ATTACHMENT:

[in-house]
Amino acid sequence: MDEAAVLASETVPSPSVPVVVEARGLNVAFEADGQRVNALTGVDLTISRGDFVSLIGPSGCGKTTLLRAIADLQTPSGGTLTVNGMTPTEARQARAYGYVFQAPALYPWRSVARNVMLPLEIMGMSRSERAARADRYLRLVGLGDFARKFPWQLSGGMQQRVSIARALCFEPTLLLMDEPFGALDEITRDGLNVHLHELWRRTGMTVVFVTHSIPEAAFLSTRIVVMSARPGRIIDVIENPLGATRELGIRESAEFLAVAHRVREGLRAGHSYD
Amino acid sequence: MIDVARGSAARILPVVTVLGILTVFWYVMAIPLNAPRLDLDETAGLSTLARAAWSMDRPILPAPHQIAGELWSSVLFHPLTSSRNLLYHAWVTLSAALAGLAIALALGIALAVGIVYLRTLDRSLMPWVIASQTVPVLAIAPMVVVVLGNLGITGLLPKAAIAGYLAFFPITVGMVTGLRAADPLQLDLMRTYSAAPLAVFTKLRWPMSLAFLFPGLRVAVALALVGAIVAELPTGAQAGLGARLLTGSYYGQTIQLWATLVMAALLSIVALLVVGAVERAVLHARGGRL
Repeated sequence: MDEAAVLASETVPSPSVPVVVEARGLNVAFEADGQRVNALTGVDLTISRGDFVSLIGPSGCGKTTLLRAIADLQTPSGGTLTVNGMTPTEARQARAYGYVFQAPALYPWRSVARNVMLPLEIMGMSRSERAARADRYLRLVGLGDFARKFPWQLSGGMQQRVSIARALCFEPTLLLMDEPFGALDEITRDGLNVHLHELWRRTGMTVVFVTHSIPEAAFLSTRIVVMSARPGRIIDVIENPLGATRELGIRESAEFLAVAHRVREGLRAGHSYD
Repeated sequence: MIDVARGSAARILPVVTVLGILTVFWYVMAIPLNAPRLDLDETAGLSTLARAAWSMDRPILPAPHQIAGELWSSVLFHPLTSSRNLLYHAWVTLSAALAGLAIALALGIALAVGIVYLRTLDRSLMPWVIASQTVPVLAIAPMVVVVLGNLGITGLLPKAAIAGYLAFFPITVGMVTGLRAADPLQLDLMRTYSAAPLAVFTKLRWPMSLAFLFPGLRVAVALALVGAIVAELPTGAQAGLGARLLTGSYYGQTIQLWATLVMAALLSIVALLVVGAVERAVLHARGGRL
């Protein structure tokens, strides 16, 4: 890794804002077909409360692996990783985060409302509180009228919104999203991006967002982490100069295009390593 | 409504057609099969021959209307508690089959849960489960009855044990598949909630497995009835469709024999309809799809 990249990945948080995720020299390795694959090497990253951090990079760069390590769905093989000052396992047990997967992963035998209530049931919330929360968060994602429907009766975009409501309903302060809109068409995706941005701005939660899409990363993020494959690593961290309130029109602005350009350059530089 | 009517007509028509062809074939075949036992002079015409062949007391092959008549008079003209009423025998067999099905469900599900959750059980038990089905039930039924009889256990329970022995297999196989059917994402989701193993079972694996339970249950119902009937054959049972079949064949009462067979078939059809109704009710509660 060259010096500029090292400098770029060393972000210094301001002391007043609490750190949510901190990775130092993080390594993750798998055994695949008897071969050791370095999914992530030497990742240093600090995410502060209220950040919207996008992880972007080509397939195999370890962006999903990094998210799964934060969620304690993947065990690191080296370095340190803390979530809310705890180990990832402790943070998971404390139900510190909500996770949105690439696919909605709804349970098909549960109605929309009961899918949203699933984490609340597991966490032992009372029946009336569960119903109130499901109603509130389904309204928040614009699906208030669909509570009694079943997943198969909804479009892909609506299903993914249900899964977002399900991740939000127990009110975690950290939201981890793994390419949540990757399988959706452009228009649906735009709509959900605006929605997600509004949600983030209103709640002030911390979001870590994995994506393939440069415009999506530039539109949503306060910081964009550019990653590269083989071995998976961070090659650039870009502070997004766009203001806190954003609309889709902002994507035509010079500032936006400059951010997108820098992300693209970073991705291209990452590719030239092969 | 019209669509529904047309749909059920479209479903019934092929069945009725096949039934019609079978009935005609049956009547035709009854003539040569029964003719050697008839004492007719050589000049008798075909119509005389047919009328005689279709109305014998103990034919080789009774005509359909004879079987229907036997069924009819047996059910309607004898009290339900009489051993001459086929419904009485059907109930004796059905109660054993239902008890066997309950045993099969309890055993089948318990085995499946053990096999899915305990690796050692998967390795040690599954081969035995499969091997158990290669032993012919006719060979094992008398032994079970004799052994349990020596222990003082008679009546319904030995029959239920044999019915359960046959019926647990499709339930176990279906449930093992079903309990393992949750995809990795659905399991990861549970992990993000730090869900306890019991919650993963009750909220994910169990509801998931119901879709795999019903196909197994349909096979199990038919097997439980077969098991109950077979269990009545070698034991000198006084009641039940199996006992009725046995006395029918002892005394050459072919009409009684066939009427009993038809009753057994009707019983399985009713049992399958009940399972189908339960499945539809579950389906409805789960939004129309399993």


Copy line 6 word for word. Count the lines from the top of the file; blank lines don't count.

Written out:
């Protein structure tokens, strides 16, 4: 890794804002077909409360692996990783985060409302509180009228919104999203991006967002982490100069295009390593 | 409504057609099969021959209307508690089959849960489960009855044990598949909630497995009835469709024999309809799809 990249990945948080995720020299390795694959090497990253951090990079760069390590769905093989000052396992047990997967992963035998209530049931919330929360968060994602429907009766975009409501309903302060809109068409995706941005701005939660899409990363993020494959690593961290309130029109602005350009350059530089 | 009517007509028509062809074939075949036992002079015409062949007391092959008549008079003209009423025998067999099905469900599900959750059980038990089905039930039924009889256990329970022995297999196989059917994402989701193993079972694996339970249950119902009937054959049972079949064949009462067979078939059809109704009710509660 060259010096500029090292400098770029060393972000210094301001002391007043609490750190949510901190990775130092993080390594993750798998055994695949008897071969050791370095999914992530030497990742240093600090995410502060209220950040919207996008992880972007080509397939195999370890962006999903990094998210799964934060969620304690993947065990690191080296370095340190803390979530809310705890180990990832402790943070998971404390139900510190909500996770949105690439696919909605709804349970098909549960109605929309009961899918949203699933984490609340597991966490032992009372029946009336569960119903109130499901109603509130389904309204928040614009699906208030669909509570009694079943997943198969909804479009892909609506299903993914249900899964977002399900991740939000127990009110975690950290939201981890793994390419949540990757399988959706452009228009649906735009709509959900605006929605997600509004949600983030209103709640002030911390979001870590994995994506393939440069415009999506530039539109949503306060910081964009550019990653590269083989071995998976961070090659650039870009502070997004766009203001806190954003609309889709902002994507035509010079500032936006400059951010997108820098992300693209970073991705291209990452590719030239092969 | 019209669509529904047309749909059920479209479903019934092929069945009725096949039934019609079978009935005609049956009547035709009854003539040569029964003719050697008839004492007719050589000049008798075909119509005389047919009328005689279709109305014998103990034919080789009774005509359909004879079987229907036997069924009819047996059910309607004898009290339900009489051993001459086929419904009485059907109930004796059905109660054993239902008890066997309950045993099969309890055993089948318990085995499946053990096999899915305990690796050692998967390795040690599954081969035995499969091997158990290669032993012919006719060979094992008398032994079970004799052994349990020596222990003082008679009546319904030995029959239920044999019915359960046959019926647990499709339930176990279906449930093992079903309990393992949750995809990795659905399991990861549970992990993000730090869900306890019991919650993963009750909220994910169990509801998931119901879709795999019903196909197994349909096979199990038919097997439980077969098991109950077979269990009545070698034991000198006084009641039940199996006992009725046995006395029918002892005394050459072919009409009684066939009427009993038809009753057994009707019983399985009713049992399958009940399972189908339960499945539809579950389906409805789960939004129309399993």